Virtual gym 'helps weight loss'

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Virtual and real person
Image caption,
Can the virtual world help you lose weight in the real one?

Regular visits to a health club in the online virtual world Second Life appear to help shed the pounds in real life, say exercise scientists.

Participants in two 12-week weight loss programmes - one real, and one online - lost similar amounts of weight.

Indiana University researchers told a conference that confidence and motivation built in the virtual gym continued in normal life.

A UK psychologist said mixing online and real world support might work best.

Second Life, launched in 2003, allows individuals to create online personae and explore an online world, interacting with others.

Dr Jeanne Johnston, who led the study which was presented at the American College of Sports Medicine Conference in Denver, worked in partnership with a Second Life interactive weight loss community called Club One Island to devise a weight loss programme.

Overweight and obese people were recruited to take part in either this programme, or a similar programme delivered more conventionally in a face-to-face setting.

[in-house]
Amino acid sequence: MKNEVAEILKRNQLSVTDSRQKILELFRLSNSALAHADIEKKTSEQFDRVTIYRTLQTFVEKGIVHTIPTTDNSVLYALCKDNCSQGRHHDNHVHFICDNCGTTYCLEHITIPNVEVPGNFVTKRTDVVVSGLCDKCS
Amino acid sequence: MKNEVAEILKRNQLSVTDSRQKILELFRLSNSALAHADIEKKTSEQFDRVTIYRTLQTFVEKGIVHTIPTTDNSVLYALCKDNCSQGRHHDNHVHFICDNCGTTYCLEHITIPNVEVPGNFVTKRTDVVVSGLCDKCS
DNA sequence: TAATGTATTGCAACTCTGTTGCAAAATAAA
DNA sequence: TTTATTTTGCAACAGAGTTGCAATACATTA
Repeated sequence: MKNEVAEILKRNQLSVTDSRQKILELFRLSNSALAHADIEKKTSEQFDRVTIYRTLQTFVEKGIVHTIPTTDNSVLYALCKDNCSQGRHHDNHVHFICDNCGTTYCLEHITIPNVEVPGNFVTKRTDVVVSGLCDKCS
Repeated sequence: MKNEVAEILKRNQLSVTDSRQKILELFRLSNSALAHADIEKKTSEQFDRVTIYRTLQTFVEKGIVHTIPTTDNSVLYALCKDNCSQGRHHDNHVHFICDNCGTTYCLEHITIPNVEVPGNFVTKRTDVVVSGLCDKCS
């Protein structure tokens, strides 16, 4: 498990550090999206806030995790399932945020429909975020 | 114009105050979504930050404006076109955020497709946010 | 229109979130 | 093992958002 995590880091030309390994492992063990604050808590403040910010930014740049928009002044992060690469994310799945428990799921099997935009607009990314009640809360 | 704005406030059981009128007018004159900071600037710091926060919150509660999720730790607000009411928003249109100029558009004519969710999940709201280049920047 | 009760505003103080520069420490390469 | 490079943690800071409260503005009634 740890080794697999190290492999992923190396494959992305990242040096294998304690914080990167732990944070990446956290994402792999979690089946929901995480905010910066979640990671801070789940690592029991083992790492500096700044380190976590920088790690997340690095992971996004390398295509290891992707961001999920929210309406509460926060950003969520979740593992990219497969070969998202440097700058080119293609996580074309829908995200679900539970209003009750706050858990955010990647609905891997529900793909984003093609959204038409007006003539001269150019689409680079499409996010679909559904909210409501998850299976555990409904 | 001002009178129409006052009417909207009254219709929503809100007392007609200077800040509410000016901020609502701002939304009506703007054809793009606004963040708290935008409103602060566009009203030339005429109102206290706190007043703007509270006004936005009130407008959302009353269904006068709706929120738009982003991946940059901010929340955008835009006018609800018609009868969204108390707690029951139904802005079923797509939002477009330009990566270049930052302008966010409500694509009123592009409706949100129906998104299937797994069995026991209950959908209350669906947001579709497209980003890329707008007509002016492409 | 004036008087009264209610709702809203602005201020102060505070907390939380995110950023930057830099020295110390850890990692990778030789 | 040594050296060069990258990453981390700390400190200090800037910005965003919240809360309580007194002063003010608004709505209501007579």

Both courses involved four hours a week at meetings either in Second Life or the real world.

Most of those taking part were women, with an average age of 46 in the Second Life programme, and 37 in the face-to-face group.

Side by side

Over the 12-week period, both groups achieved similar weight loss - losing 10 pounds on average.

However, when the groups were surveyed on whether their overall behaviour had changed, those using Second Life appeared to have made more changes towards healthy eating and physical activity, suggesting that they might fare better in the future.

Dr Johnston said: "It's counter-intuitive, the idea of being more active in a virtual world, but the activities that they do in a virtual world can carry over into the real world.

"The virtual world programme was at least as beneficial as the face-to-face programme, and in some ways, more effective.

"It has the potential to reach people who normally wouldn't go to a gym or join a programme because of limitations, such as time or discomfort with a fitness centre environment."

Dr Jeff Breckon, a researcher in exercise psychology at Sheffield Hallam University, said that there might be a role for virtual support of this type.

He said: "There is still evidence that one-to-one sessions can lead to successful outcomes.

"There may be a place for this, perhaps as an adjunct to these sessions, rather than a replacement."

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